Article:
corner of the town bounds, thence north to Miller's Kiver, 
thence westwardly by Miller's lliver to its mouth, where it 
enters the Connecticut River, and thence by the Connecticut 
Kiver to the first-mentioned bound. 

The district was authorized to enjoy the privileges, etc., of 
towns, that of sending a representative to the General Court 
alone excepted. The inhabitants were, however, entitled to 
join with Sunderland in sending a representative. 

This tract, set apart as the district of Montague, included 
the second precinct of the town of Sunderland (set apart in 
1751, as above noted) and a tract of land lying north thereof, 
between it and the Connecticut Eiver, and belonging to the 
State. This tract, with the exception of a small strip about 
u mile wide, set apart to Wendell in 1803, is the tract now 
occupied by the town of Montague. 


Although the district of Montague was incorporated in 1753, 
the earliest town-meeting of which the preserved records make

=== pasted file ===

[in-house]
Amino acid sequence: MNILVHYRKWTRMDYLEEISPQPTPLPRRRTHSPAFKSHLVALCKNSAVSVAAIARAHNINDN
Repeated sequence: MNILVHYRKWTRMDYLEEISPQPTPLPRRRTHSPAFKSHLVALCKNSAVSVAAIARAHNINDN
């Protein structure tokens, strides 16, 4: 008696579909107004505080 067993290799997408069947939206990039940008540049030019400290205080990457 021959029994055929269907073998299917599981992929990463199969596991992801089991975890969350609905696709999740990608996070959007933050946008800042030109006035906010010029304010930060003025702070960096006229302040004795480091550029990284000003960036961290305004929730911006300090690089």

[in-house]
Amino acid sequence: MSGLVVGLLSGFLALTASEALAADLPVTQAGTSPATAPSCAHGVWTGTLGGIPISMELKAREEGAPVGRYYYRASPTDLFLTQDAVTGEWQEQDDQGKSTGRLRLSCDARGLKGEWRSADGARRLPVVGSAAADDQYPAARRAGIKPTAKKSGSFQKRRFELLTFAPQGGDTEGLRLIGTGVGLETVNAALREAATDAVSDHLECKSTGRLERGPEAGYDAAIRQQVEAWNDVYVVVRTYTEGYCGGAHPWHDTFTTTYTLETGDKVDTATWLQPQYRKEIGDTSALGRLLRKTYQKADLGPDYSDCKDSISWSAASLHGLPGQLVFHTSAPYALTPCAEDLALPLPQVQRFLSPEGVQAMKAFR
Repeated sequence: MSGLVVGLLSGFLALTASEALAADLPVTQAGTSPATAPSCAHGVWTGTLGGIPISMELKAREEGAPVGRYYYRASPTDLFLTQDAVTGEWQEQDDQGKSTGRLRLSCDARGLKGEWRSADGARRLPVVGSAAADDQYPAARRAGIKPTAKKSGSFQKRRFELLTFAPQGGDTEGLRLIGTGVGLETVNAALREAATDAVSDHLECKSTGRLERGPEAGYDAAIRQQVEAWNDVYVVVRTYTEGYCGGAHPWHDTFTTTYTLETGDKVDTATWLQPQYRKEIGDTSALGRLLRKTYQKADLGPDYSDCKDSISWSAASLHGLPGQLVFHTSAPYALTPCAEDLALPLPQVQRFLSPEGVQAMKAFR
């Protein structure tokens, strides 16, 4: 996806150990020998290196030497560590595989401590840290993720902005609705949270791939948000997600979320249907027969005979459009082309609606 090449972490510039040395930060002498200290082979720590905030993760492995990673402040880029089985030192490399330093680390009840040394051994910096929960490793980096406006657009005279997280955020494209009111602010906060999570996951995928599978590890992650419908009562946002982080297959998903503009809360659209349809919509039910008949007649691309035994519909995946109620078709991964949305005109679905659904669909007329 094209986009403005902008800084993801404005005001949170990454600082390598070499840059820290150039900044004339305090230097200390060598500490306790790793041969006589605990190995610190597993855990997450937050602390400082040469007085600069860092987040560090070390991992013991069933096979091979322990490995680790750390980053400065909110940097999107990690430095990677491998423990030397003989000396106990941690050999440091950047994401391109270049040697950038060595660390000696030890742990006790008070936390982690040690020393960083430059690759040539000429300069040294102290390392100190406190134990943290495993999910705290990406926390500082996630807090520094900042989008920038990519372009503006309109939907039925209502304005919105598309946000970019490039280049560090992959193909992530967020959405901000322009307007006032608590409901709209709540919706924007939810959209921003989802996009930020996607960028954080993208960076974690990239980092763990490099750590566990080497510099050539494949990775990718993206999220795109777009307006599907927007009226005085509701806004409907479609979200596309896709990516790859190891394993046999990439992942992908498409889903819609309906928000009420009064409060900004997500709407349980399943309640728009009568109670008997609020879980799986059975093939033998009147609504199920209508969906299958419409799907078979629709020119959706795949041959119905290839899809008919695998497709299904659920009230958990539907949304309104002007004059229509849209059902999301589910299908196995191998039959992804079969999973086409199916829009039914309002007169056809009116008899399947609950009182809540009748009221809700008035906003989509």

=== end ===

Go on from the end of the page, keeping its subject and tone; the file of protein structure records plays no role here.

mention is of date 1756. The list of selectmen from that date 
to the present is as follows : 
1756. — Joseph Root, Sumuel BarcUvL-lI, Ensigu King, Josiah Alvord, Saimiol 

1757. — Joi-iah Alvord, Joseph R:)ot, Ensign King, Samuel Smeed, EUcnozer 

1738. — Samuel Biird\vt.'U, Joseph Alvord, Reuben Scott, Ensigu King, Joseph 

1750. — Clark Alvord, Lieut. Carver, Reuben Scott, Samuel Snioad, Jueepli lUtot. 
1760. — Lieut. Clnpp, Clark Alvord, Joseph Root. 
1761. — Joseph Root, Josiah Alvord, Moses Guon. 
170*2. — Capt. Root, Deacon Guiin, Moses Gunn. 
1763-64.— Cajit. Root, Scrgt. Smead, Neheniiah Chur-jh. 
1705. — Josiah Alvord, Reuben Scott, Moses Ounn. 
1706. — JoBeph Root, John Giuin, Samuel Suiead, Neheniiah CHuircIi, Reuben 

1707. — Capt. Root, Moses Gunn, Moses Severance. 
17GS.— Capt. Root, Clark Alviud, Nathan Smith. 
1709. — Clark Josijis Alvord. Nathan Smith, Moses Gunn. 
1770. — Capt. Root, Reuben Scott, Muses Severance. 
1771. — Joseph Root, Moses Gunn, Asahel Keet. 

1772. — Capt. Root, Reuben Scott, Asahel Keet, Ebenezer Billings, Elijah Smith. 
1773. — Joseph Root, Moses Severance, Sergt. Scott. 
1774-75.— Dr. Gunn, Stephen Tuttle, Samuel Bardwoll.